Posts in Reading

Read to Your Children. They’ll Thank You for It

It’s International Literacy Day today, and I’d like to talk about fostering a love of reading. Recent research by Egmont shows that reading for pleasure has huge benefits for children, and the best way to encourage them to do that is for parents to read aloud to their children. (Thanks to The Author magazine for alerting me to the Egmont study.) The Benefits of Reading for Pleasure Overall, reading for pleasure is declining among kids in Britain, crowded out by other forms of entertainment. But reading has massive benefits, such… Read More

August Reading Roundup

How was your reading month? I had a good one, recovering from my slump in July and making some great discoveries. Here they are: The Troll Garden by Willa Cather Willa Cather is one of those authors whose work I’ve been meaning to read for so long that I’ve forgotten who made the initial recommendation. This short story collection was an excellent introduction, full of poignant plots and fascinating characters, with a noticeable focus on themes of creativity and art, urban vs. rural life, and the yearning for something better…. Read More

What Would Radical Happiness Look Like?

How can you be happy when others are suffering? It’s a question that’s bothered me throughout my life. Part of the problem, I think, is that in Western societies, we have defined the pursuit of happiness as an individualistic endeavour. And so I lived for years in London and New York, doggedly pursuing happiness while stepping over the homeless people on the pavement. In Radical Happiness, Lynne Segal suggests an alternative approach. Radical happiness is essentially collective happiness, achieved not by closing your eyes to other people’s misery but by actively… Read More

July Reading Roundup

I’ve been overwhelmed with work and travel lately and have got out of the habit of blogging. But I’m going to return to my monthly reading roundups now, skipping over May and June and just picking up again in July. Our School Stories 2019: Tales inspired by Dulwich College and P.G. Wodehouse I read this one because I wrote one of the stories in it, and I wanted to see what the others were like. It’s quite a mix of different styles, which is not surprising because the editors gave… Read More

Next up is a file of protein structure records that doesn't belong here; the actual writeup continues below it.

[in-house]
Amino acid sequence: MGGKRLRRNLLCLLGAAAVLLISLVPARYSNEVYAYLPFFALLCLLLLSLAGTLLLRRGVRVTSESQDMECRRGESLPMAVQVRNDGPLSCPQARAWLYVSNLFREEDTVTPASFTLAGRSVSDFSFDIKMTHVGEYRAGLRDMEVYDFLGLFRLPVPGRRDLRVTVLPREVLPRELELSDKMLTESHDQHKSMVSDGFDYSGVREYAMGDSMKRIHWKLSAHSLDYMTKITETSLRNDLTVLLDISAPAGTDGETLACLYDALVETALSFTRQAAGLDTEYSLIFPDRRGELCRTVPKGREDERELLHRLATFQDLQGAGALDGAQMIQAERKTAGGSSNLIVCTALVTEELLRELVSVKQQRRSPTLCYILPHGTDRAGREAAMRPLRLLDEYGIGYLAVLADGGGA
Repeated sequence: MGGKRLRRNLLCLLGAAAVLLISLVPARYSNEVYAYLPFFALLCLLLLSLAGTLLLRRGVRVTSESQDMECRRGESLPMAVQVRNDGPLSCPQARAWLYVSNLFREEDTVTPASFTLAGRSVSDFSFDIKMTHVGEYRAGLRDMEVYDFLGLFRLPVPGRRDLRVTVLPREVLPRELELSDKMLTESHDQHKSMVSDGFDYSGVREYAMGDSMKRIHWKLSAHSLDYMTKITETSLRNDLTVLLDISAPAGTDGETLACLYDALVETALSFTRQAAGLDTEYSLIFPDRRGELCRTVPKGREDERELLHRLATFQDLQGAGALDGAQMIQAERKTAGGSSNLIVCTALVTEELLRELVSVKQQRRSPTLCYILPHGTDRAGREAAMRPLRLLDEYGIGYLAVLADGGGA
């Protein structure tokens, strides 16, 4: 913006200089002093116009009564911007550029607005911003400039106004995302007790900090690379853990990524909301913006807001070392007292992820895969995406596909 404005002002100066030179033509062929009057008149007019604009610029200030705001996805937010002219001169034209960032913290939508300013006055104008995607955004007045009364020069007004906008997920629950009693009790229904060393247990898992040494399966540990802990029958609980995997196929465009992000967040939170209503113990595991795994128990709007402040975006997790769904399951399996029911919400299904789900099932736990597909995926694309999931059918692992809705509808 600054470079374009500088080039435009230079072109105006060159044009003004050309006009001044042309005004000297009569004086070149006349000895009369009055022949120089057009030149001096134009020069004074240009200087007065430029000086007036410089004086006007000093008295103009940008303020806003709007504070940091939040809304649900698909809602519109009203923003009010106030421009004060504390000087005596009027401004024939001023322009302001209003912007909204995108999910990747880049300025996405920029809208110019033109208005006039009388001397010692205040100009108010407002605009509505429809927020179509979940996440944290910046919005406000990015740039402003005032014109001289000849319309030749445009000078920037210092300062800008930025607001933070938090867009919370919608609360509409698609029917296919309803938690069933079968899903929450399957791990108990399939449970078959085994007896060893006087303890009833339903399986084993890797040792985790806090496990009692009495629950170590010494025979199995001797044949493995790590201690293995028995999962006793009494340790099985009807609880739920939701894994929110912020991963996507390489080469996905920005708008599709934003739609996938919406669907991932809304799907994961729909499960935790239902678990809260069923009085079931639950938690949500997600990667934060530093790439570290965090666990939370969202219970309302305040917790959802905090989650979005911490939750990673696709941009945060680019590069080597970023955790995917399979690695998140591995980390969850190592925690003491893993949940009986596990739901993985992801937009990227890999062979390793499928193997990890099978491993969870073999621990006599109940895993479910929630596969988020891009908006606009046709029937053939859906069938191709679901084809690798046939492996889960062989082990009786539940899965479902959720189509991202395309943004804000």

Cultural Time Zones and the Global City

What is a cultural time zone? Think of tennis, says Melissa Tandiwe Myambo in a fascinating essay in New Left Review. On the international tennis circuit, all the courts and facilities must meet certain standards, with only minor local variations. “Thus, the tennis tour allows professional players to circulate globally while remaining inside a specific cultural time zone that is more or less the same everywhere.” Much the same thing is happening to our cities, Myambo argues, especially those that, like Johannesburg, are pursuing “global city” status. Shoreditch is to… Read More

Chernobyl Prayer: Svetlana Alexievich’s Heart-Breaking Oral History

When I visited Belarus last year, I thought I’d read some Belarusian literature, and what better writer to start with than Svetlana Alexievich, winner of the 2015 Nobel Prize in Literature. Alexievich’s Nobel win was unexpected because her books are non-fiction, a kind of oral history (although as this New Republic article points out, she takes considerable liberties with the testimonies she collects). After reading Chernobyl Prayer, though, I can see exactly why she won. I don’t think I’ve ever come away from a single book with such a comprehensive… Read More

April Reading Roundup

Time for another roundup. My month was consumed on the blog with the Radetzky March readalong, but in between that, I also read some other great books. Read on to get my reading recommendations, and let me know how your month went in the comments below. Scattered Sand: The Story of China’s Rural Migrants by Hsiao-Hung Pai Wow, this one was powerful. I had no idea that the recent movement of 200 million Chinese peasants is the “biggest mass migration in history”. Hsiao-Hung Pai tells their stories in this book,… Read More

The Radetzky March Readalong: Part 3

Welcome to the third and final part of The Radetzky Mach Readalong, kindly hosted by Caroline and Lizzy. We’re reading Joseph Roth’s famous novel about the decline and fall of the Austro-Hungarian Empire as seen through the eyes of the Trotta family. This post discusses key plot points from towards the end of the book, so if you don’t want to know the score, look away now. Or if you want to begin at the beginning, you can find the earlier parts of the readalong here: The Radetzky March Readalong, Part 1… Read More

The Radetzky March Readalong: Part 2

Welcome to Part 2 of the readalong of Joseph Roth’s novel The Radetzky March, kindly organised by Caroline and Lizzy. For Part 1, click here. To avoid spoilers, don’t read anything at all. But who cares about spoilers, right? Are there characters you like or dislike particularly so far? Roth has a great knack for making characters feel real, without making them particularly likeable or dislikeable. I feel sorry for most of them, locked as they are into quite horrible lives and seemingly unable to escape from them. I find myself drawn to the… Read More